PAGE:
I'm pretty sure they don't. At least not the way you're making it sound. The WBC isn't even protesting on the funeral grounds thanks to the laws passed. That's the only thing that's really been done, is to limit the distance from the funeral they can be and their allotted time slot to do so. Congress has only agreed that they shouldn't be directly ON the site and shouldn't hang around too long, not that their speech needs to be removed entirely. Maybe I missed something?
Thanks to the laws passed. If you agree with the law we have nothing to argue about.
Time and time again, our judicial system, the very thing that is supposed to be interpreting the intent of our Constitution, has upheld their right. Sorry you don't agree, but the last I checked, they have just as much of a check and balance as the other branches.Chaplinsky v. New Hampshire
. The Court said unanimously that even if you have political content to your message there is a level of incivility - even in a public place - which does not fall under First Amendment protection. The Supreme Court continues to uphold that reasoning to this day.
Not all of the laws you're talking about involve offense. Pot is not banned because people are offended, pot is banned because of the false notion our government has upheld that legalizing it will be a detriment to our society.
Wrong or not people think that society will be worse off. They think they'll be worse off. They think they'll be hurt, offended, annoyed. I don't think they're particularly concerned with the pot smoker.
Again: laws are passed to maintain a functioning and healthy society, not just because some people take personal offense to it.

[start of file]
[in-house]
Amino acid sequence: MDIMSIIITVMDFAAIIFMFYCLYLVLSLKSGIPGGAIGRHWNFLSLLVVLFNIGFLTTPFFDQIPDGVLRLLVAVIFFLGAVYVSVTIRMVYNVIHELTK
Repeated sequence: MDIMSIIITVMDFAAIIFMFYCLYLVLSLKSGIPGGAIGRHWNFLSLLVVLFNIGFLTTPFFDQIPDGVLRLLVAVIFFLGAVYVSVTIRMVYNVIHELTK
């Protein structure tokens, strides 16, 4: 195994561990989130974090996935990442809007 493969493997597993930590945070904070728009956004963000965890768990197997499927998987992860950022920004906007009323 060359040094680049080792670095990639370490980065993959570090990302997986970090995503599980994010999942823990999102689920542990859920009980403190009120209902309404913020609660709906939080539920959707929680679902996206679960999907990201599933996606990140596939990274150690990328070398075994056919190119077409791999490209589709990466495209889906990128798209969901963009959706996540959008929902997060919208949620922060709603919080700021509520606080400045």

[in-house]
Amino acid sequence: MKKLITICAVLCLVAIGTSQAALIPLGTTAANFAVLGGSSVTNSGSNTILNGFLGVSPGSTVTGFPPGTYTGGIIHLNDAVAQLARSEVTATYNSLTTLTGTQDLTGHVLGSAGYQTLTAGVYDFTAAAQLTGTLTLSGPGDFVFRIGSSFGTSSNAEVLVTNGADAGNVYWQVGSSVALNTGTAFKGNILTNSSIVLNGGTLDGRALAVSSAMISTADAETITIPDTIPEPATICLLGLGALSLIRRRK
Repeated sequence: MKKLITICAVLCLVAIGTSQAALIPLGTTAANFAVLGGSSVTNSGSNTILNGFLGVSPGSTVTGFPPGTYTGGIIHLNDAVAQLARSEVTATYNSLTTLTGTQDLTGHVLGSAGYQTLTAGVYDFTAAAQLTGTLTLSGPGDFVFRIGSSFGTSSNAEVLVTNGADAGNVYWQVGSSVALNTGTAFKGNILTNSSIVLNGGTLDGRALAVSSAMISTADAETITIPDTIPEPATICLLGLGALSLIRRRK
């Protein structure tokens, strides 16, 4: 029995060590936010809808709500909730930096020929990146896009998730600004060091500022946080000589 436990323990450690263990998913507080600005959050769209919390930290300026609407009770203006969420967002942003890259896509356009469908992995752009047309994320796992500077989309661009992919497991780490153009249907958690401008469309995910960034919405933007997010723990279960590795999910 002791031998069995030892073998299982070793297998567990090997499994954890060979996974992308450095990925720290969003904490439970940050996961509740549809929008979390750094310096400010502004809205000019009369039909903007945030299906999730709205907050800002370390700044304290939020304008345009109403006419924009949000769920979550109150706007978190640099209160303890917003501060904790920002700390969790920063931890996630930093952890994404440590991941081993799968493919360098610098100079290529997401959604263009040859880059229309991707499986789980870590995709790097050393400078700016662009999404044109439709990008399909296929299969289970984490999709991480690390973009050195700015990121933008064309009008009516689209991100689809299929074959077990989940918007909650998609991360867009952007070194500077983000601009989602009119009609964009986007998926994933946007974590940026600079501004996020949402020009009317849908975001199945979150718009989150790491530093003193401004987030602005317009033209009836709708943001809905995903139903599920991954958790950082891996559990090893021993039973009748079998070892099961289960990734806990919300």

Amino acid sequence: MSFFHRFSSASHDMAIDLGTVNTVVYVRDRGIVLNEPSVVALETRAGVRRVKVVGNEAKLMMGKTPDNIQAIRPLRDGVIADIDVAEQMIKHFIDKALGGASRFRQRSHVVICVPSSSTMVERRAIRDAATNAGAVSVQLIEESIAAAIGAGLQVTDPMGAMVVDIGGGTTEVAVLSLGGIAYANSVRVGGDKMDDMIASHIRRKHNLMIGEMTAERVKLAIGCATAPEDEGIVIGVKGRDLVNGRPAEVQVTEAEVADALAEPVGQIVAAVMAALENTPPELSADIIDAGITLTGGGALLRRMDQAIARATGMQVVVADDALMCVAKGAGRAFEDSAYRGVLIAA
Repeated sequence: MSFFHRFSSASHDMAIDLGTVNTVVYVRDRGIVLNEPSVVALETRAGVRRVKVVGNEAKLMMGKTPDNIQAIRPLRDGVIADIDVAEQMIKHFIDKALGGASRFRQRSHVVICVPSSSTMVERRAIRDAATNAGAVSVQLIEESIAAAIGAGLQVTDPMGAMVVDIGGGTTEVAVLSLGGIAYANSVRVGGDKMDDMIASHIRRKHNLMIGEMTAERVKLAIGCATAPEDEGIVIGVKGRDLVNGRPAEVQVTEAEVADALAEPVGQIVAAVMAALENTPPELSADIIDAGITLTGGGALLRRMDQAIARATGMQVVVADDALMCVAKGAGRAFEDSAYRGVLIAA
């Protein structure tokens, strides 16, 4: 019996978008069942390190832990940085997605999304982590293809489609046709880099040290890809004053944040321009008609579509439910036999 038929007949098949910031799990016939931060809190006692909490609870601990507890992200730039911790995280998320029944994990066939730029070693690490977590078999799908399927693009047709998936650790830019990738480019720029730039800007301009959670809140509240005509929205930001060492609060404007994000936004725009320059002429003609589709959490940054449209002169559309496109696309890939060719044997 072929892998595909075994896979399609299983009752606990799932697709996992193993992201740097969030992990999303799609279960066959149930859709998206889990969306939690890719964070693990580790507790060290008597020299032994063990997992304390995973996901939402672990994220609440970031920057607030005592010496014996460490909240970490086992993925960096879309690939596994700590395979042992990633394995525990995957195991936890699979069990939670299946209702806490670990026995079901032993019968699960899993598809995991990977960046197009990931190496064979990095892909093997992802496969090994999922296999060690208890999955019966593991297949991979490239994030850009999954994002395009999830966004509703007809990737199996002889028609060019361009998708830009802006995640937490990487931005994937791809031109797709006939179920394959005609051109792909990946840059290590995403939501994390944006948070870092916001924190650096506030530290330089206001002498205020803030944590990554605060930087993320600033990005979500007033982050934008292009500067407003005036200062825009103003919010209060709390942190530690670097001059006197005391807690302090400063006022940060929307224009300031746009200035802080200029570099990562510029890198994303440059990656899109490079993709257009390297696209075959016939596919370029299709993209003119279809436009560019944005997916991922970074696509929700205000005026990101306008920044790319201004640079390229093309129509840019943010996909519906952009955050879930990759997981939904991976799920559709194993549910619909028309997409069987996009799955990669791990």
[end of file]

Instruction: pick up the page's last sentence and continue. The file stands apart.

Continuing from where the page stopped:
Which is in the eye of the beholder. I think funerals free of heckling are cogent with a functioning and healthy society.
That's absolutely ridiculous.
Suicide is illegal, as far as I understand, largely to get help for those who are unsuccessful -- and even then, those people aren't usually punished, they're sent to a mental health facility. Suicide is unhealthy for society, so we discourage it.
But there you are. It's not about the individual doing what he/she wants - as you say, it's about being unhealthy for society.
So you agree that society can dictate whether a person dies of his own accord. It seems like less of an imposition to dictate that they can't protest within some distance of a funeral.
I believe I already mentioned earlier that there ARE "offense laws", so yes, things like public nudity and public sex and banning nudity/swear words/etc on TV are offense-based. And they're largely not always in the right. I think at least the swearing/nudity on TV/radio/etc ones are ridiculous, but that's a whole different topic.
It's not a different topic since you've invoked legality and constitutionality on several occasions, and yet.
As I said before we aren't lawyers, though, so I
think it's irrelevant.
IDK, my BFF The Social Contract which is also closely related to the more generalized social contracts, the very things by which our society -- and government have formed? Hahaha, ridiculous commercial reference aside, I think Hobbes and Rousseau and the gang would be awfully offended at their long-researched, debated, and well-formulated philosophies were boiled down to little more than people getting offended. It's a little more complex than that.
No one that has read Leviathan
would cite Hobbes in defense of free speech. It is the most fervent argument in favor of fascism since Plato and he would say that I'm not being nearly hard enough on the WBC.